Good afternoon, everybody! I haven’t actually been sleeping until just now, but I’ve really hit the ground running and been all over the place already today (especially exciting was the visit to the chiropractor that I’ve needed since at least last Wednesday!). So here it goes: the final tour blog post of the 2018 tour!
We woke up after a refreshing night’s sleep and headed over to our group breakfast spot, passing by the lovely lake full of fish, turtles, and swans. It was another good breakfast, consistent with what we’d been eating at our previous hotels: eggs, bacon, bread, cold cuts, cheese, coffee, juices, and a very welcomed addition–FRESH FRUIT! There was much rejoicing, as fresh fruit seems to be fairly rare to come by in Italy. After breakfast, we all piled onto the buses and made the (nearly one-hour due to traffic) commute into central Milan.
We were dropped off right in front of the world-famous Scala Opera House, which was (surprisingly) unspectacular to see from the outside. To be honest, it was kind of a letdown; it looked like any other ordinary building in the city. Fortunately for us, the Victor Emmanuel II Galleria and the Duomo more than made up for our disappointment. The Galleria, considered to be the world’s first shopping mall, was an amazing structure with steel lattices, glass ceilings, and an impressive dome, is home to world-famous boutique shops (including the first-ever Prada store, Versace, etc). With our mouths agape at the beautiful sights, we passed through and were met with an even more beautiful sight: The Duomo. The 4th largest church in the world (or 3rd largest, if you’re only considering Catholic churches [or 5th largest, if you do independent research and don’t trust your tour guide]), the front facade of the church was decorated with 2,200 individual statues of religious figures. In total (if you include the statues INSIDE), there are 3,400 statues, 135 gargoyles and 700 figures. The craftsmanship was amazing to see, with the white marble newly cleaned. I was surprised at how white it was–most pictures I had seen depicted it in its dirty grey condition. Lucky us, to see it so clean!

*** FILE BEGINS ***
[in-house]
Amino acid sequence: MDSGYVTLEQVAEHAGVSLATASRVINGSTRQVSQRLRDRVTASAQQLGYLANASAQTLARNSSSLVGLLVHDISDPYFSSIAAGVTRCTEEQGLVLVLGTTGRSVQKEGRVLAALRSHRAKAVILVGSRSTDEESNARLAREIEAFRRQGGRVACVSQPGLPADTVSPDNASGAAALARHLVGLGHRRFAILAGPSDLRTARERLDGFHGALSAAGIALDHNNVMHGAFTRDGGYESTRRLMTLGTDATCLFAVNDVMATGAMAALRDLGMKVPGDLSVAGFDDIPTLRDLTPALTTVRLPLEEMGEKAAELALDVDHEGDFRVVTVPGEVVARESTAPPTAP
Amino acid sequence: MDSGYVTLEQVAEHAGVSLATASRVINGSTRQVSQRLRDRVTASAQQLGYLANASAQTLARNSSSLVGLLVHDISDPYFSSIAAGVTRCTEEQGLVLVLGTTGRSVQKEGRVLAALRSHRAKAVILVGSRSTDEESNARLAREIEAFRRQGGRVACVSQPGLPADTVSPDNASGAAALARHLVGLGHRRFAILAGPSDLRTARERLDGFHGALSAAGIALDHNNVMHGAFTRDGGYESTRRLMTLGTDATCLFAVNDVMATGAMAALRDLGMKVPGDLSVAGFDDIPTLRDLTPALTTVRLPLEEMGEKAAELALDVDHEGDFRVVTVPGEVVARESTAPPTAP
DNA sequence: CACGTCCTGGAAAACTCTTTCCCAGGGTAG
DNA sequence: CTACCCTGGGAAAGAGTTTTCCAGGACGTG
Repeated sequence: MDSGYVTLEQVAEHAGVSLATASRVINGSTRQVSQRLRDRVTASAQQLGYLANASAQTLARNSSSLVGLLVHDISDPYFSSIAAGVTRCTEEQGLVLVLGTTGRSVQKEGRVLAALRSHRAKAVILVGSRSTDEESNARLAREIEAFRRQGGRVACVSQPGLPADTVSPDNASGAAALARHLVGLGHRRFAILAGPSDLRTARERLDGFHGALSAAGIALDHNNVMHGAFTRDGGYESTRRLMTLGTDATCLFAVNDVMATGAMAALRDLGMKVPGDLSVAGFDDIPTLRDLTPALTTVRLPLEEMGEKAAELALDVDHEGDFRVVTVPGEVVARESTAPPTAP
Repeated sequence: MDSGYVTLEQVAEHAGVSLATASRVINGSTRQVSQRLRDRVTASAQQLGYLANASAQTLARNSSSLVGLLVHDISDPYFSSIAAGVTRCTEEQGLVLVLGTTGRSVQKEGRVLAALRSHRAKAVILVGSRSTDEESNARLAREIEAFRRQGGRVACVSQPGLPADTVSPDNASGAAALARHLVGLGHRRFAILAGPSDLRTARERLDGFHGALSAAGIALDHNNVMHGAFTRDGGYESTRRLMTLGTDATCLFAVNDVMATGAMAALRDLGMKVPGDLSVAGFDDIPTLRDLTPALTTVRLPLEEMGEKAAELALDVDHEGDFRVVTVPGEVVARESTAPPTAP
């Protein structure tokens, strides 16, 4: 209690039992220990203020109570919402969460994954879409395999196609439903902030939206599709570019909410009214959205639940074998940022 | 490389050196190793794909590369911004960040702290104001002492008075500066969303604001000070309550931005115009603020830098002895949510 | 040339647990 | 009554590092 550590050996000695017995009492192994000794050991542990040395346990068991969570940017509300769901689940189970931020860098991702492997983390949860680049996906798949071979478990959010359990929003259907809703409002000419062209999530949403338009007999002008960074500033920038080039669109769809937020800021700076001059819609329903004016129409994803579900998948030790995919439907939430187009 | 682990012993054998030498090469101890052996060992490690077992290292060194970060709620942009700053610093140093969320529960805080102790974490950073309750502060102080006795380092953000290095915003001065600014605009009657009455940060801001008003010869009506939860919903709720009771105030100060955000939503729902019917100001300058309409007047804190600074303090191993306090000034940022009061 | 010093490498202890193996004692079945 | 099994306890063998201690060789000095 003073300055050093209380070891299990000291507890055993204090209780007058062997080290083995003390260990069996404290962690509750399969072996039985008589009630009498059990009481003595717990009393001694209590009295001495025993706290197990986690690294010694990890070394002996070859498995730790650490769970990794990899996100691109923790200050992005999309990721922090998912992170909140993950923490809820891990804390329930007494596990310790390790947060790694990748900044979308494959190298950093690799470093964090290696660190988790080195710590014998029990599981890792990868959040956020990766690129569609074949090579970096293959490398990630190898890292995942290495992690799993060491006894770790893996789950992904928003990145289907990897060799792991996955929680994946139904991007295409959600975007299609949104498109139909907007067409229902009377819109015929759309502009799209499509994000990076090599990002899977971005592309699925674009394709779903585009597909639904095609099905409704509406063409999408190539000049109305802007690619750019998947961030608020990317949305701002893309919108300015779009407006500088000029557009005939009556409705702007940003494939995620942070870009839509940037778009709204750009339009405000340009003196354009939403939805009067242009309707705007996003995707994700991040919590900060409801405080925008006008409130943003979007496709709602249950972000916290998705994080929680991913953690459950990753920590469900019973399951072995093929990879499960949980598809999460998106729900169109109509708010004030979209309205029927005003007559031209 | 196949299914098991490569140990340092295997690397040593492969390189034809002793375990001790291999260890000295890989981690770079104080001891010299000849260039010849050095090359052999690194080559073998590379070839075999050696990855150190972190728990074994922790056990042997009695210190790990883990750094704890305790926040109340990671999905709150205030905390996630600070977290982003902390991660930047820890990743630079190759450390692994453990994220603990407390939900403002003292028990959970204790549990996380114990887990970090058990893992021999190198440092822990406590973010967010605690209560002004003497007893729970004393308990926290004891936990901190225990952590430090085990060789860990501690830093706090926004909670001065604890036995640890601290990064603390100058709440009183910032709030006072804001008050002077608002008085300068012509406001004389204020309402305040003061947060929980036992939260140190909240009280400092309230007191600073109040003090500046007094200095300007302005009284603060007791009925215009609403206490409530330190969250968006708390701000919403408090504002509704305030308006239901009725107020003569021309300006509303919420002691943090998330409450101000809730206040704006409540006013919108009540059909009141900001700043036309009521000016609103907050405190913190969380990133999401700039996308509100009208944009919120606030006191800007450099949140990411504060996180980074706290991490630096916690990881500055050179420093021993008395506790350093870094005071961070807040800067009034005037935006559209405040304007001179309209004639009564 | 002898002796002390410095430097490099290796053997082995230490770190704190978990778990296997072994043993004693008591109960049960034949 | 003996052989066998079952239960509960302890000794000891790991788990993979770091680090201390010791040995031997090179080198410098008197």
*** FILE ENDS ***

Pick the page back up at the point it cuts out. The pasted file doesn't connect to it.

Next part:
After passing through the security checkpoint and admiring the soldiers’ lovely feathered caps, we went inside and were blown away by all we saw. The stained glass windows were particularly impressive, as they all consisted of hundreds of individual scenes from the Bible that came together to form a huge tapestry of color. Of particular import was a little red light above the altar that showed where the builders of the church put a nail used in the crucifixion of Jesus to keep it safe. Brought back from Jerusalem, the Holy Nail sees the light of day every year in a ceremony where the archbishop ascends to the roof of the church in a little wooden elevator! We also saw the church’s sundial, and a particularly grotesque/fascinating statue of St. Bartholomew–skinned alive when he was martyred, he is depicted as wearing his skin draped over himself like a stole. It was also very neat to see a 1:1 replica of the statue that tops the churches tallest spire, the Madonnina.
Once we left the church, we headed back to the Galleria to learn some more history of the building and go for a few spins on our heels on the bull’s private part (ask your girls about this–it’s a weird tradition) for good luck. We then wandered over to the Sforza Castle, a beautiful Renaissance structure that now houses some museums (they weren’t open, since we visited on a Monday). Once we were done with the walking tour, we had around three hours to eat lunch and to go SHOPPING IN MILAN! And shop we did! Holy moly, I’m not that much of a shopper, but even I was struck by how amazing the clothing stores were in the “fashion capital of the world”. Even with three hours, we didn’t have enough time. My personal favorite was the Versace store, where I opted not to buy the $800 dollar shoes (but I really wanted them!). Instead, I bought a beautiful scarf for my wife with the help of some of the girls (she loves it, by the way!).
Having shopped till we dropped, we then walked to meet our bus and pick up our concert attire, then headed over to the Sant’Antonio Abate Church: a lovely “little” church in one of the side streets of Milan. Ornately decorated with all sorts of paintings and frescoes on the walls and ceilings, we were struck by the beauty of yet another amazing space in which to sing. We had a fairy chill rehearsal (we were all verrrry tired and emotional, seeing as it was the last day of tour), and then walked over to our final dinner of the trip. After dinner, the chaperones gifted all of the girls with necklaces made by a local street artist (he made 60 necklaces during our one-hour rehearsal!), and then we walked back to the church for our final concert of the tour. It was very well attended and received, and despite a few tears from the girls and their accompanist, we rocked the house. After words, I could only boast, “We came, we saw, we conquered!” And it was the truth.
We made our way back to the hotel, packed up our things, and then went to bed early so that we’d (hopefully) be able to make the extra-early bus loading and group breakfast time (6:10!). Having eaten breakfast, we drove to the airport, checked in, made it through security, took the bus from the terminal to the airport, and flew back home. The rest, as they say, is history.
So that’s it. We had an amazing time, and I’m sure that the girls will joke about how hot it was for years to come. But, truly, it was an amazing experience.
Until next year (wherever that may be), arrivederci!